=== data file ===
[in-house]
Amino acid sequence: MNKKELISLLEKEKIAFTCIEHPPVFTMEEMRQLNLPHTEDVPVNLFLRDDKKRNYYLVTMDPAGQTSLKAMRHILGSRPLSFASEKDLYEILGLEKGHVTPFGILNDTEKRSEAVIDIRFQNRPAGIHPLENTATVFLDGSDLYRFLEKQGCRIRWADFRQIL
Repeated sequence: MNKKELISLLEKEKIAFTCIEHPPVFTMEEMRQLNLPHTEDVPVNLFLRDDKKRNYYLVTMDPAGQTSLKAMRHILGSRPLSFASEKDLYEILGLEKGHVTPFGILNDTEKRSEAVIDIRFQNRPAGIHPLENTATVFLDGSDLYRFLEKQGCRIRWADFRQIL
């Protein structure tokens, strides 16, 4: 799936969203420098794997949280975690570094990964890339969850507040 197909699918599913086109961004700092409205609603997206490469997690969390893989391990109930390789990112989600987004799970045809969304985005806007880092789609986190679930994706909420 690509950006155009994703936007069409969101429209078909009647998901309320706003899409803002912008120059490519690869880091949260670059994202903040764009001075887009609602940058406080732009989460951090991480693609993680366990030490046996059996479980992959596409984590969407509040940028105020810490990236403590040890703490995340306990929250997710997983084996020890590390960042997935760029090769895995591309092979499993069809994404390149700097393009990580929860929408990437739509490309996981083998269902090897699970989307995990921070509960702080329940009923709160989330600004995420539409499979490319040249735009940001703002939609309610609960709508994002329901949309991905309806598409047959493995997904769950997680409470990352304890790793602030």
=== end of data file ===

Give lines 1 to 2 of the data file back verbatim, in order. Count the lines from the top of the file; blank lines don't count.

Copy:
[in-house]
Amino acid sequence: MNKKELISLLEKEKIAFTCIEHPPVFTMEEMRQLNLPHTEDVPVNLFLRDDKKRNYYLVTMDPAGQTSLKAMRHILGSRPLSFASEKDLYEILGLEKGHVTPFGILNDTEKRSEAVIDIRFQNRPAGIHPLENTATVFLDGSDLYRFLEKQGCRIRWADFRQIL